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Career Mapping

Class Location: The Internet.

Description: This course is designed for those who need guidance with their career.

Objective: Find out what you like doing and what you're good at, and pursue a career.

Starting from Scratch

Deciding on a career is easy for some people and hard for some, but planning can help make it easier. The first part of planning can you help you decide on career options, and then the rest can help you achieve the career goals you set after making the decision.

The first step in the decision process is to know yourself.

Know what you are interested in. Do you love to solve math equations or write stories, study biology or paint? Beyond knowing what you are fascinated by, you need to evaluate your skills. Include both your academic strengths and others like athletics and communication. Could you work in a cubicle or do you need to be outdoors? Do you prefer working by yourself or on a team? What sort of pace is best for you: slow, moderate, fast or frenzied?

Many companies and career centers, including those on college campuses, offer career assessment tests that ask you all sorts of questions in order to analyze your interests and your strengths. Then they will provide you with a list of possible careers to pursue.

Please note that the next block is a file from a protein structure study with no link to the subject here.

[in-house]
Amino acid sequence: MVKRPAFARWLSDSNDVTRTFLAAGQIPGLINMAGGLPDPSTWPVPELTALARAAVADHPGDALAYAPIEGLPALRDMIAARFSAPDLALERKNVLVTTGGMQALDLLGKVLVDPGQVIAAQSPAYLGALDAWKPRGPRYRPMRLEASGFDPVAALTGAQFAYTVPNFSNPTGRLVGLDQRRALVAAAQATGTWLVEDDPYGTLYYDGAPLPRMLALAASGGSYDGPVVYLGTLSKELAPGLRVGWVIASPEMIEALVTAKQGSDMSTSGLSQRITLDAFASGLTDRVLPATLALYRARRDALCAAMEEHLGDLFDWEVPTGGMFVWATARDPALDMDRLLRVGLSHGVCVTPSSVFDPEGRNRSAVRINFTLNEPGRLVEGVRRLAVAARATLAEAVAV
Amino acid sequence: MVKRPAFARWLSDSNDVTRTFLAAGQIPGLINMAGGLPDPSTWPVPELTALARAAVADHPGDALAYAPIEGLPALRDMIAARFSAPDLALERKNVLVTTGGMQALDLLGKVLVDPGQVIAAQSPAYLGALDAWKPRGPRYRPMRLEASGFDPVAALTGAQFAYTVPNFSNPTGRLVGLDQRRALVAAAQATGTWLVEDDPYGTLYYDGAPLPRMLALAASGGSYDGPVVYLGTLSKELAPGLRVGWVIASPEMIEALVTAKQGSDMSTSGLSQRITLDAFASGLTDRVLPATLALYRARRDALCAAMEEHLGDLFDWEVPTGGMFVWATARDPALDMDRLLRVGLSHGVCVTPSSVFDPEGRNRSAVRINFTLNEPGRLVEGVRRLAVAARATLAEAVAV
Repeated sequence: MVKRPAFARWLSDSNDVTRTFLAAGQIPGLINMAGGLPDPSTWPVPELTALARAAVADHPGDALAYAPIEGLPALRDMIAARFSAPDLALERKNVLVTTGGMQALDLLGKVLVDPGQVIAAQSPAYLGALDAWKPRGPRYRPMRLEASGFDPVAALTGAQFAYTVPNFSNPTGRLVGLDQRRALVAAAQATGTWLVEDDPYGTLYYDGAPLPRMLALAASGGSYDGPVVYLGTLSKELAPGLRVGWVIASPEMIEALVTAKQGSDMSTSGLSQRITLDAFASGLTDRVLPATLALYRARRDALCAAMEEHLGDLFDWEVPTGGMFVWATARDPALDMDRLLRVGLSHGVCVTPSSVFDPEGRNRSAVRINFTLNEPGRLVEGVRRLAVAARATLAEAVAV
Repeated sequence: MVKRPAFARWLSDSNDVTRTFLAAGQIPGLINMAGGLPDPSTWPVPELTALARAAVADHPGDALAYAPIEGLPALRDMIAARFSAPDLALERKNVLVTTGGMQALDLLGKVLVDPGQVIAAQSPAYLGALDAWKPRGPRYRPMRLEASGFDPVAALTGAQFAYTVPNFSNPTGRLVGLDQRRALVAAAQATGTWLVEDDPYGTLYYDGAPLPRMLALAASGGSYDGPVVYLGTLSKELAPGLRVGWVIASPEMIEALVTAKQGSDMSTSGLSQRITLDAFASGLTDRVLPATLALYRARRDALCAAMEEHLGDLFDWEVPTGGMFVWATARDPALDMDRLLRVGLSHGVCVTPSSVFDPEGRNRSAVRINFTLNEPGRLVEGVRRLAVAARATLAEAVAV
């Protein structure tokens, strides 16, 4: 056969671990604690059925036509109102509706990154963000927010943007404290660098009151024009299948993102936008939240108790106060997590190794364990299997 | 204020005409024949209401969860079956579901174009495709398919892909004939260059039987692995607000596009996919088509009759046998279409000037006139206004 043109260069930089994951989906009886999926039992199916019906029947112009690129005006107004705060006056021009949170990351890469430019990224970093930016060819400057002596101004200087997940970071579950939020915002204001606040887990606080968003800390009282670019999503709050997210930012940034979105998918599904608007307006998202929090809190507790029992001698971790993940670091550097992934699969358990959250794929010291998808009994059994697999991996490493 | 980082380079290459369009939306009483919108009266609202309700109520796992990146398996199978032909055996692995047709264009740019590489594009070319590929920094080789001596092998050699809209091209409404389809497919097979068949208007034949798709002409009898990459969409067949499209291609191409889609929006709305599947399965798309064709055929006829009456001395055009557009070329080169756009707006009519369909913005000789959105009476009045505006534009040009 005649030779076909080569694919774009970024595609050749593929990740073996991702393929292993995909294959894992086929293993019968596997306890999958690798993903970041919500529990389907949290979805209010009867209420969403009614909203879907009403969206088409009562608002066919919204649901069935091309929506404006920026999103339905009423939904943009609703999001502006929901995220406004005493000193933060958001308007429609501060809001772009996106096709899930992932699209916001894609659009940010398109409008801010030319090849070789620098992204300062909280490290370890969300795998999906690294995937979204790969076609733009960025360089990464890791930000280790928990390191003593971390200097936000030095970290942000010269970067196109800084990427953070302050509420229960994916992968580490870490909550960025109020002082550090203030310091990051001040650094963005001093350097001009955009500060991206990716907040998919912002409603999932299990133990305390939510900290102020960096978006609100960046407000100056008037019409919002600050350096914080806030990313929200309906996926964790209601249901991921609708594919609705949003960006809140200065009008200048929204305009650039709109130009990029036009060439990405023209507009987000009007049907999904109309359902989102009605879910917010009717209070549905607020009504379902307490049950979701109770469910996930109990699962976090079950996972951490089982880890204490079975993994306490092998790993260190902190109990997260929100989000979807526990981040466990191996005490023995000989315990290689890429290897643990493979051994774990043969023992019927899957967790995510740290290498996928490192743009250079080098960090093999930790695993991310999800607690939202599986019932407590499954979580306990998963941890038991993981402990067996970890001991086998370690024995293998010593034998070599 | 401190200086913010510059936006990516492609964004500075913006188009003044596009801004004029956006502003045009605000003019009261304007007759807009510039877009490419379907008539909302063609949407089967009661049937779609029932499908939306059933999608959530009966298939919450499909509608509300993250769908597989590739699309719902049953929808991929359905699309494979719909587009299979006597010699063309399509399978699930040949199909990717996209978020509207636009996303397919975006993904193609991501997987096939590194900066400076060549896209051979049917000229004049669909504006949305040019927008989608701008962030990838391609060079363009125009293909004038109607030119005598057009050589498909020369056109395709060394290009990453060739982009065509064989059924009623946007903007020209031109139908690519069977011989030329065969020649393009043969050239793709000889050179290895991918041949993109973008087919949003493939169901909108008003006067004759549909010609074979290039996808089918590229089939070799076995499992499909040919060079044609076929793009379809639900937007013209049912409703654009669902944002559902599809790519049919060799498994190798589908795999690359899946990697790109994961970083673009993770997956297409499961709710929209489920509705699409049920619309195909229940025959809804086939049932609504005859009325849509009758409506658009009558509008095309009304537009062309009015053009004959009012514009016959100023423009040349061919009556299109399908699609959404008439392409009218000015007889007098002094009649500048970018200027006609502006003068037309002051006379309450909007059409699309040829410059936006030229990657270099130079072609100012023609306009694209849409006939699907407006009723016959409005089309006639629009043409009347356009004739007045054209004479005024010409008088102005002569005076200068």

After determining your strengths and interests, which may give you a handful of career options, do some exploration. Research the careers you are still considering on the internet or go to your local library. The reference section will have books that explain jobs with information about salaries, hours, skill requirements, etc. Another better way to actually learn about jobs you are interested in is to talk to people working in them if you can, or arrange to shadow them. But the best way is to intern if you can.

Now that you are down to the decision making process you should consider your options in the way that you make decisions. If you are a logical decision maker use a pro and con list for each. If you go with your instincts, listen to what your gut is telling you. Once you have made your decision, make your plan.

Creating a support system including a career counselor may be particularly helpful at this juncture.

Starting over or refocusing

If you are already mid-career, but seeking to make a career change you should go through a slightly different process.

The first step is still know yourself, but at a midpoint in your career there are other questions that need to be answered. What things have you liked about your career so far? Working alone, or in a team? Do you like being in charge or being left alone? What paced environment do you need? At this point you will also have to make decisions based partly on income needs as well. Do you have family to support? House payments or other large bills? What skills have helped make you successful to this point? Are you a persuasive speaker or a peacemaker at work? Do you have a head for great ideas, or for laying out the plans to make them reality?

Soliciting help from a career counselor may also help you through this process. Before making a career change, try talking to people in the field you want to pursue. A switch will take hard work and time, but after making your decision and mapping a plan to get there it is possible.

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